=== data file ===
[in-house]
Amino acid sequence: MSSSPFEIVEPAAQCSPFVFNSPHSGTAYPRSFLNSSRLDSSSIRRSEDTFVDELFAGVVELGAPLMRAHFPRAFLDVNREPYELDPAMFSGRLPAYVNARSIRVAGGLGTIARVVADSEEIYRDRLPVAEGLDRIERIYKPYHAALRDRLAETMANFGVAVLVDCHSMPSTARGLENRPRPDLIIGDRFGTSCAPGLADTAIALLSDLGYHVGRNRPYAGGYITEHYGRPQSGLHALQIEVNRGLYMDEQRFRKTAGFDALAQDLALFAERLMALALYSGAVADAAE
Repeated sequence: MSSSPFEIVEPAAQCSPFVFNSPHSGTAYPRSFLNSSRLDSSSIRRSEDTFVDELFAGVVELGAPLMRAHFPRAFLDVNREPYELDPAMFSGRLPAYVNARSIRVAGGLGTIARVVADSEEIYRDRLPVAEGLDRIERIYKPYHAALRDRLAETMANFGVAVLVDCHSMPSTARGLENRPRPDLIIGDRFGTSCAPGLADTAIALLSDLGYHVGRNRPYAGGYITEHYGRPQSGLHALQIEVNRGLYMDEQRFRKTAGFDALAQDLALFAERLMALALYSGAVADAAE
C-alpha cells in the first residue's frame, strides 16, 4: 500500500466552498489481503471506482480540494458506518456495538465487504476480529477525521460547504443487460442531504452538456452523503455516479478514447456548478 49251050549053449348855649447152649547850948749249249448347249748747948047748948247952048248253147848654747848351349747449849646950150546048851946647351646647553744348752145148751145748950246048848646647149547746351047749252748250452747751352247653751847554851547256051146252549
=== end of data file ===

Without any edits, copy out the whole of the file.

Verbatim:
[in-house]
Amino acid sequence: MSSSPFEIVEPAAQCSPFVFNSPHSGTAYPRSFLNSSRLDSSSIRRSEDTFVDELFAGVVELGAPLMRAHFPRAFLDVNREPYELDPAMFSGRLPAYVNARSIRVAGGLGTIARVVADSEEIYRDRLPVAEGLDRIERIYKPYHAALRDRLAETMANFGVAVLVDCHSMPSTARGLENRPRPDLIIGDRFGTSCAPGLADTAIALLSDLGYHVGRNRPYAGGYITEHYGRPQSGLHALQIEVNRGLYMDEQRFRKTAGFDALAQDLALFAERLMALALYSGAVADAAE
Repeated sequence: MSSSPFEIVEPAAQCSPFVFNSPHSGTAYPRSFLNSSRLDSSSIRRSEDTFVDELFAGVVELGAPLMRAHFPRAFLDVNREPYELDPAMFSGRLPAYVNARSIRVAGGLGTIARVVADSEEIYRDRLPVAEGLDRIERIYKPYHAALRDRLAETMANFGVAVLVDCHSMPSTARGLENRPRPDLIIGDRFGTSCAPGLADTAIALLSDLGYHVGRNRPYAGGYITEHYGRPQSGLHALQIEVNRGLYMDEQRFRKTAGFDALAQDLALFAERLMALALYSGAVADAAE
C-alpha cells in the first residue's frame, strides 16, 4: 500500500466552498489481503471506482480540494458506518456495538465487504476480529477525521460547504443487460442531504452538456452523503455516479478514447456548478 49251050549053449348855649447152649547850948749249249448347249748747948047748948247952048248253147848654747848351349747449849646950150546048851946647351646647553744348752145148751145748950246048848646647149547746351047749252748250452747751352247653751847554851547256051146252549